String Literals

Discussion in 'C Programming' started by thedude, Jul 22, 2010.

  1. thedude

    thedude Guest

    If I used this return statement in a c function

    return (int)* "hello world";

    From what I know the calling function will only retrieve the character
    'h', right ?

    Is it right to assume that nevertheless, read only memory was
    allocated for the entire string "hello world" , And if so can that
    memory(Or the rest of the characters) be accessed somehow ?

    Thanks in advance.
     
    thedude, Jul 22, 2010
    #1
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  2. thedude <> wrote:
    > If I used this return statement in a c function


    > return (int)* "hello world";


    Why would you do that?

    > From what I know the calling function will only retrieve the character
    > 'h', right ?


    The caller will receive the address of the string literal
    cast to an int pointer. What that should be good for is
    beyond me since the correct type of the address is const
    char pointer. This conversion to int pointer invokes un-
    defined behaviour. The standard allows to convert an ob-
    ject pointer (e.g. an int *) to a void (or, for historical
    reasons, char) pointer and then the back-conversion of this
    result, but not from every object pointer type to each other
    object pointer type (on some architectures different types
    of pointers may have e.g. different sizes).

    If you dereference the int pointer you got back from the func-
    tion you may get a bus error since an int may have more strict
    alignment requirements than a char, so the string may start at
    an address that's not suitable aligned for accesses via an int
    pointer (even if the cast from const char * to int * didn't
    mess up the address).

    > Is it right to assume that nevertheless, read only memory was
    > allocated for the entire string "hello world"


    Yes, with and without the "nevertheless";-)

    > And if so can that
    > memory(Or the rest of the characters) be accessed somehow ?


    Yes and no. If your machine actually doesn't do anything
    bad when converting from const char * to int * then you may
    be able to convert the returned pointer back to const char *;
    so you can get at the string. But why rely on that? If your
    function is supposed to return a generic pointer you should
    use a void pointer.
    Regards, Jens
    --
    \ Jens Thoms Toerring ___
    \__________________________ http://toerring.de
     
    Jens Thoms Toerring, Jul 22, 2010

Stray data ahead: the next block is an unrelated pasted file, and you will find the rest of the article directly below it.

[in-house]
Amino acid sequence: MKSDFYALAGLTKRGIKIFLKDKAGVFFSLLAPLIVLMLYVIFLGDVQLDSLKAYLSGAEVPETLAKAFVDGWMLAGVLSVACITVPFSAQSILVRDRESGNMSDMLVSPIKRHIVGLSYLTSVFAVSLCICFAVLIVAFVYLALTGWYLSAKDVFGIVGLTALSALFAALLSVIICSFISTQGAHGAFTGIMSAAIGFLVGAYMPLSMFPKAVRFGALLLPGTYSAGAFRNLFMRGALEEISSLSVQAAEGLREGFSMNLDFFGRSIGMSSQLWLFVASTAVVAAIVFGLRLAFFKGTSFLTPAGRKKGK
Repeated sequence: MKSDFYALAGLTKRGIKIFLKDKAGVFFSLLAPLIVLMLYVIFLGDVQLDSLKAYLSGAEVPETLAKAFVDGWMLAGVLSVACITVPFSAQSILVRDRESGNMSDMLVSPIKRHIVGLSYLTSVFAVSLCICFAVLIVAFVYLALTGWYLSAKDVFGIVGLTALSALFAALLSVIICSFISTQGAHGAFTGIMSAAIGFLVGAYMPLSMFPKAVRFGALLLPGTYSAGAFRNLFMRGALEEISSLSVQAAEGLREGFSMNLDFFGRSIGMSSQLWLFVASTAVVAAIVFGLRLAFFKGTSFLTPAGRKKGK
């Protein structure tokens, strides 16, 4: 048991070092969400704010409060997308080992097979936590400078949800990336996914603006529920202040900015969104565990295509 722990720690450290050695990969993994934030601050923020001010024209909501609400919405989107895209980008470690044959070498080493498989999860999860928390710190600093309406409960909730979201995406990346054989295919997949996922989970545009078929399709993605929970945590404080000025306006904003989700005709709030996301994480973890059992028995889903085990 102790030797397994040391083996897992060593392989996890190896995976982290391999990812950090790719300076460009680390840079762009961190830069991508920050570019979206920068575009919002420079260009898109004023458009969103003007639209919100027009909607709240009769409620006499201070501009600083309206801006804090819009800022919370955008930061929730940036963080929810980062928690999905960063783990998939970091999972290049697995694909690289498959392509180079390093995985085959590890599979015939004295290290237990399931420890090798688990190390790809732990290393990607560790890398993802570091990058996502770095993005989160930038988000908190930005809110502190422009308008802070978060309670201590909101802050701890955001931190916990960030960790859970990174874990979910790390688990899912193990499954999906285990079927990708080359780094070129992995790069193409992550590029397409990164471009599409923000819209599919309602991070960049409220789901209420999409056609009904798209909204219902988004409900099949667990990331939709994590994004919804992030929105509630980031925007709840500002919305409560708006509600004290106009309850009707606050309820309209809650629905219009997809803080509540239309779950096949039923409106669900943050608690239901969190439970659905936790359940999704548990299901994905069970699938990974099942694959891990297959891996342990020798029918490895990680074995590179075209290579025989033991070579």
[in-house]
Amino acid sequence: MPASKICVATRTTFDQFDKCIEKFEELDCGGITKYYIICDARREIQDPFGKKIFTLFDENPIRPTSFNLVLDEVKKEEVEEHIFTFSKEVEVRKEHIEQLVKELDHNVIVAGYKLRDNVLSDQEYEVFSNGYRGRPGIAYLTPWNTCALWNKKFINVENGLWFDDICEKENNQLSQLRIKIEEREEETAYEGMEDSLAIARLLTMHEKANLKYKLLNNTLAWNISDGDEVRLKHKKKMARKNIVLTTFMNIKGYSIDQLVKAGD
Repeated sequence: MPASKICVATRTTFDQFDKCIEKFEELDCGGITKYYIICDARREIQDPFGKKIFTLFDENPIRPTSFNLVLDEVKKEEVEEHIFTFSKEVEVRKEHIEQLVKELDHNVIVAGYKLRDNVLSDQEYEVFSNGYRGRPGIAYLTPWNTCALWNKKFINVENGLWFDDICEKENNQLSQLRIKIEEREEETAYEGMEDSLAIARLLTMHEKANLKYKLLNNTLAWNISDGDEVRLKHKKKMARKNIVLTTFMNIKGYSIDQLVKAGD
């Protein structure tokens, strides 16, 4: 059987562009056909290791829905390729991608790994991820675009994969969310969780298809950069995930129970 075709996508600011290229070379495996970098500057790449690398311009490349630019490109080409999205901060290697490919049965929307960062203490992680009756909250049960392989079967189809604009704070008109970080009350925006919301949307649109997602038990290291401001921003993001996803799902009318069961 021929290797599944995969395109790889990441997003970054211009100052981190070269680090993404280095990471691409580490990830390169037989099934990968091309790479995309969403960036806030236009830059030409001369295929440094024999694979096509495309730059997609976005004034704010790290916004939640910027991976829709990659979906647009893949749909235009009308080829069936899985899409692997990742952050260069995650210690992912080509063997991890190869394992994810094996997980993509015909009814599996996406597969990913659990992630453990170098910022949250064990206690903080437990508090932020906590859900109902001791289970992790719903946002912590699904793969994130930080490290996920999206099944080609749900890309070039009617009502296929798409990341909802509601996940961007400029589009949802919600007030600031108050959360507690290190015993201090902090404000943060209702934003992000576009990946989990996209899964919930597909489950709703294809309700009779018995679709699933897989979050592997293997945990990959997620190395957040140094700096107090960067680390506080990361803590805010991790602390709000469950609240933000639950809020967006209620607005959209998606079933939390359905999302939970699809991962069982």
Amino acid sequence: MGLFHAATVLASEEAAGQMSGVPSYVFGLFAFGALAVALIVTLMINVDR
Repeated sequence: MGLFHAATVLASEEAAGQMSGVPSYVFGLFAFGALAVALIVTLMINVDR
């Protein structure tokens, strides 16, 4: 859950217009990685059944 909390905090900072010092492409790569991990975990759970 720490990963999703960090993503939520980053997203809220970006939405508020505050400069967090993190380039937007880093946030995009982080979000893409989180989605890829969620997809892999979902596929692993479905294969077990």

#2
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  3. thedude

    Sebastian Guest

    On 22 Jul., 15:47, thedude wrote:
    > If I used this return statement in a c function
    >
    > return (int)* "hello world";
    >
    > From what I know the calling function will only retrieve the
    > character 'h', right ?


    Please provide a code snippet that actually compiles or at least is
    supposed to compile. I'm guessing you meant something like this:

    char* foo() {
    return "hello world";
    }

    In this case the function returns a pointer that points to the
    character 'h', yes. But all the characters are placed consecutivly in
    memory.

    > Is it right to assume that nevertheless, read only memory was
    > allocated for the entire string "hello world" ,


    Yes. At least you are not allowed to change any of it. Prefer to use
    the type "const char*" in such cases. This makes any mutation attemp a
    compile-time error.

    int main(void) {
    const char *p = "hello";
    p[0] = 'H'; // compile-time error
    return 0;
    }

    whereas without "const" this program would probably compile on all
    compilers but invoke undefined behaviour.

    > And if so can that memory(Or the rest of the characters) be
    > accessed somehow ?


    Sure. A string literal is a character array with static storage. As
    such, all the characters are stored linearly in memory.

    #include <stdio.h>

    int main(void) {
    const char *p = "hello";
    while (*p) printf("%c",*p++);
    puts("\n");
    return 0;
    }

    This program iterates through the whole string by incrementing the
    pointer until the null terminator is reached. You see, the string
    literal "hello" is an array of 6 characters: 'h', 'e', 'l', 'l', 'o',
    '\0'.

    Cheers
    SG
     
    Sebastian, Jul 22, 2010
    #3
  4. thedude

    Tim Rentsch Guest

    (Jens Thoms Toerring) writes:

    > thedude <> wrote:
    >> If I used this return statement in a c function

    >
    >> return (int)* "hello world";

    >
    > Why would you do that?
    >
    >> From what I know the calling function will only retrieve the character
    >> 'h', right ?

    >
    > The caller will receive the address of the string literal
    > cast to an int pointer. [snip]


    You may want to look again. The cast is to (int),
    not to (int*).
     
    Tim Rentsch, Jul 22, 2010
    #4
  5. Tim Rentsch <> wrote:
    > (Jens Thoms Toerring) writes:


    > > thedude <> wrote:
    > >> If I used this return statement in a c function

    > >
    > >> return (int)* "hello world";

    > >
    > > Why would you do that?
    > >
    > >> From what I know the calling function will only retrieve the character
    > >> 'h', right ?

    > >
    > > The caller will receive the address of the string literal
    > > cast to an int pointer. [snip]


    > You may want to look again. The cast is to (int),
    > not to (int*).


    Ooops, where are my glasses when I need them? Thanks...

    Regards, Jens
    --
    \ Jens Thoms Toerring ___
    \__________________________ http://toerring.de
     
    Jens Thoms Toerring, Jul 22, 2010
    #5
  6. thedude

    Tim Rentsch Guest